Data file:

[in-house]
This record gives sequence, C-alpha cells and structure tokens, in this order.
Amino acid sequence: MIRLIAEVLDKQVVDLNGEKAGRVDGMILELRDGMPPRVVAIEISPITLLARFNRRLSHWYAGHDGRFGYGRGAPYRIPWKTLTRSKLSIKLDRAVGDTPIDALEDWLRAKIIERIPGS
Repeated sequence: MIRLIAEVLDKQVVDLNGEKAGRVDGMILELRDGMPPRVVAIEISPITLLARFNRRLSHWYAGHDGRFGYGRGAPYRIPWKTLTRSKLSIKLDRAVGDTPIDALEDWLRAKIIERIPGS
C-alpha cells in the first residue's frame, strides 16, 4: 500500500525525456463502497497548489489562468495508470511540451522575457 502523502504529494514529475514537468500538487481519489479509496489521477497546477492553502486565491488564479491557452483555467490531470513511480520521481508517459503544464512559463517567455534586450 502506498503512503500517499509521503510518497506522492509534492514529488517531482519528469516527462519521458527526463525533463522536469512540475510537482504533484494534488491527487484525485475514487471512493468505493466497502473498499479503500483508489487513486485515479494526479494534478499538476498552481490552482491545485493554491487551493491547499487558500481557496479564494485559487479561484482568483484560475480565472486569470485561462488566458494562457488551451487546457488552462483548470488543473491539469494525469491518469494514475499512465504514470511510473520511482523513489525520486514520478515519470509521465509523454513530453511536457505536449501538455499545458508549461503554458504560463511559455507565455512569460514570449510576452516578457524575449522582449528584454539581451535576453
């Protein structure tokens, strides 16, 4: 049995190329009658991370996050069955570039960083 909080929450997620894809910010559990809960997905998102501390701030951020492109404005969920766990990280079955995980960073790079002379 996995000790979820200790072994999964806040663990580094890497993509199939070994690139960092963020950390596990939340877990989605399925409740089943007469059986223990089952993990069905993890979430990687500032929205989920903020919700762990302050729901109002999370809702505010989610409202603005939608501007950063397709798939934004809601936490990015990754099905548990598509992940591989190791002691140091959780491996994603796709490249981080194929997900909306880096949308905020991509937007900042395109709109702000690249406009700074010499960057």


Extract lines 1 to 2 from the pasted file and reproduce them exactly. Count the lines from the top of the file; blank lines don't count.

[in-house]
This record gives sequence, C-alpha cells and structure tokens, in this order.